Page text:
The definition of PEP comes from EU legislation11 and is imprecise and broad in order to capture the PEP, their family and associates. The definition includes board members of central banks and members of the management or supervisory bodies of state-owned companies, and their family members. Applying that definition, the Courts had no difficulty in finding that ZH, as the wife of a former chairman of a majority state-owned bank was a PEP. ZH was not involved in any criminal conduct and is not a public official herself.
- Information provided will be used to confiscate assets
Using relevant information, if the investigator proves on the balance of probabilities (i.e. that it is more likely than not) that the property is (or has been purchased using) criminal property, having been obtained through unlawful conduct, the property will be confiscated.
If the subject of the Order fails to provide the information requested in a UWO without a reasonable excuse, the High Court will assume that the asset is criminal property, unless the subject of the Order proves (again, on the balance of probabilities) that the property was financed lawfully. By assuming the asset is criminal property, the High Court effectively shifts the burden of proof from the investigator to the owner.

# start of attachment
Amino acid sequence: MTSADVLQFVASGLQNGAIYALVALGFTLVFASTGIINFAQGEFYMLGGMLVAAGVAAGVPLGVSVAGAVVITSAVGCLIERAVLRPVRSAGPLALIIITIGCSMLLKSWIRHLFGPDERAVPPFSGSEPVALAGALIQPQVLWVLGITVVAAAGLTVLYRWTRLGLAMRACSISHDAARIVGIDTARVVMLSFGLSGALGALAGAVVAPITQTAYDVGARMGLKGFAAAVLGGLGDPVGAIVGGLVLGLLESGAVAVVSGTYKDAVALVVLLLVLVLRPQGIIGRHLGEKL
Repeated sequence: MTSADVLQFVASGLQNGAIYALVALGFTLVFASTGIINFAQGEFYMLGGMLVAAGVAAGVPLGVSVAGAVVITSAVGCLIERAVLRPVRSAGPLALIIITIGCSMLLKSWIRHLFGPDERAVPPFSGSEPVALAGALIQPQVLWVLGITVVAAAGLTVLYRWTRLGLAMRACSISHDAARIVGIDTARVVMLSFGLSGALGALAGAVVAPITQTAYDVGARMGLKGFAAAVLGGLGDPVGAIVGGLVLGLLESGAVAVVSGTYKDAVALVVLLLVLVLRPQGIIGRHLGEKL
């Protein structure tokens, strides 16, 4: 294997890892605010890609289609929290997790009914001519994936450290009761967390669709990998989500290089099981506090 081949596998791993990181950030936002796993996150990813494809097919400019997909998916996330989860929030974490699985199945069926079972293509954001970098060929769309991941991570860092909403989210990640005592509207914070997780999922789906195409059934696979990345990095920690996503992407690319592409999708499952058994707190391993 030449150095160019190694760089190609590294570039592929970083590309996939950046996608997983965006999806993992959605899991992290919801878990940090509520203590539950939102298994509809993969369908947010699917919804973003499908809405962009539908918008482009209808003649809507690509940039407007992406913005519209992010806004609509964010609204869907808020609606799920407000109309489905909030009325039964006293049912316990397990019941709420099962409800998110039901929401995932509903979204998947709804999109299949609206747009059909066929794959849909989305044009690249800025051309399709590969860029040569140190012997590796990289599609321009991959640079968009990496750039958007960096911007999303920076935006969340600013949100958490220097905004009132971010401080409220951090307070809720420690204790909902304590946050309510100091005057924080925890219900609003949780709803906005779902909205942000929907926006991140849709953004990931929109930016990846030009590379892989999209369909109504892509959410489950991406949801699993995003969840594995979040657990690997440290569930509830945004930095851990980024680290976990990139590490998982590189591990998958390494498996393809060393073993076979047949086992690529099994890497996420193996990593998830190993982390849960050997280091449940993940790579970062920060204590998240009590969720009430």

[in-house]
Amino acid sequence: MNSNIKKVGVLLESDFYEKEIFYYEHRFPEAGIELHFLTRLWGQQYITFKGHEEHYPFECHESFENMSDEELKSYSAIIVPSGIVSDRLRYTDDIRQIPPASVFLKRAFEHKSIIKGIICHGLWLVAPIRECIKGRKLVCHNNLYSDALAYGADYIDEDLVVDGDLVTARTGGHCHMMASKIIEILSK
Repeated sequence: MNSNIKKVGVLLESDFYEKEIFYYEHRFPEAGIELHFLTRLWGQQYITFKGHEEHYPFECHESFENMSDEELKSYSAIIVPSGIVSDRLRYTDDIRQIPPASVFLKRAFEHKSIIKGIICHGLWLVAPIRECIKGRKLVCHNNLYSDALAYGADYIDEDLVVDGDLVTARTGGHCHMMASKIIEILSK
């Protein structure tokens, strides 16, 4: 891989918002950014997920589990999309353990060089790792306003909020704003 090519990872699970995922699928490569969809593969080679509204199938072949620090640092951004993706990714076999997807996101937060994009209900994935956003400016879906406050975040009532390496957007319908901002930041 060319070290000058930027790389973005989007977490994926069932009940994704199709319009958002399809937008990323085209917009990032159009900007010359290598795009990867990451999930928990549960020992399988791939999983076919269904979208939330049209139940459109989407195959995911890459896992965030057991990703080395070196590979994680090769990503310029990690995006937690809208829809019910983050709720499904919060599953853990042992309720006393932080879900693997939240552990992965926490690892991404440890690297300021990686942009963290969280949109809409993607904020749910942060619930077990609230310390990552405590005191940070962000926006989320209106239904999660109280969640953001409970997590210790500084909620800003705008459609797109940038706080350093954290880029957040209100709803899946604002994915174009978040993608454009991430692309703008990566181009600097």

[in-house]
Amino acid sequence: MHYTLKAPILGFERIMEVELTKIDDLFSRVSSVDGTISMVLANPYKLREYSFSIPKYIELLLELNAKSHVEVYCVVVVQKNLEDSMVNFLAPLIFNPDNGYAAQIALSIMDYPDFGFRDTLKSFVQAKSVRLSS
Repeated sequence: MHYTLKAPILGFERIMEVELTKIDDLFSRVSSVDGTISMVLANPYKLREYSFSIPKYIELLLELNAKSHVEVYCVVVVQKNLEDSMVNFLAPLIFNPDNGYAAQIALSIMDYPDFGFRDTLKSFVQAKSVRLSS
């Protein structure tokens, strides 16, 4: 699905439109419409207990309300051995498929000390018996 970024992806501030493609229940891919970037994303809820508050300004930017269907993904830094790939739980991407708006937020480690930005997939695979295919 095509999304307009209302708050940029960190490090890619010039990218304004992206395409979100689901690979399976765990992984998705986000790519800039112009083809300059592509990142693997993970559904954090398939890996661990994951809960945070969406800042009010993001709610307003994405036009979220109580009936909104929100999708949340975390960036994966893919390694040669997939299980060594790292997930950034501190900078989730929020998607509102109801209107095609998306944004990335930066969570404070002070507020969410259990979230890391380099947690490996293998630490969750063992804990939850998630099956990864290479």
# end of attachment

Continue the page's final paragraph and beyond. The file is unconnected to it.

- Information provided could incriminate HNWs outside the UK
ZH successfully challenged the application to extradite her to Azerbaijan to face criminal charges of embezzlement. If she had lost that challenge, her responses to the UWOs could have strengthened the evidence against her in any prosecution in Azerbaijan. Although the legislation prohibits using a person’s responses to a UWO against them in criminal proceedings, that prohibition only applies in the UK. A criminal court overseas may not recognise that prohibition, which means prosecutors overseas could use a person’s statements in the UWO proceedings as evidence against them in an overseas prosecution.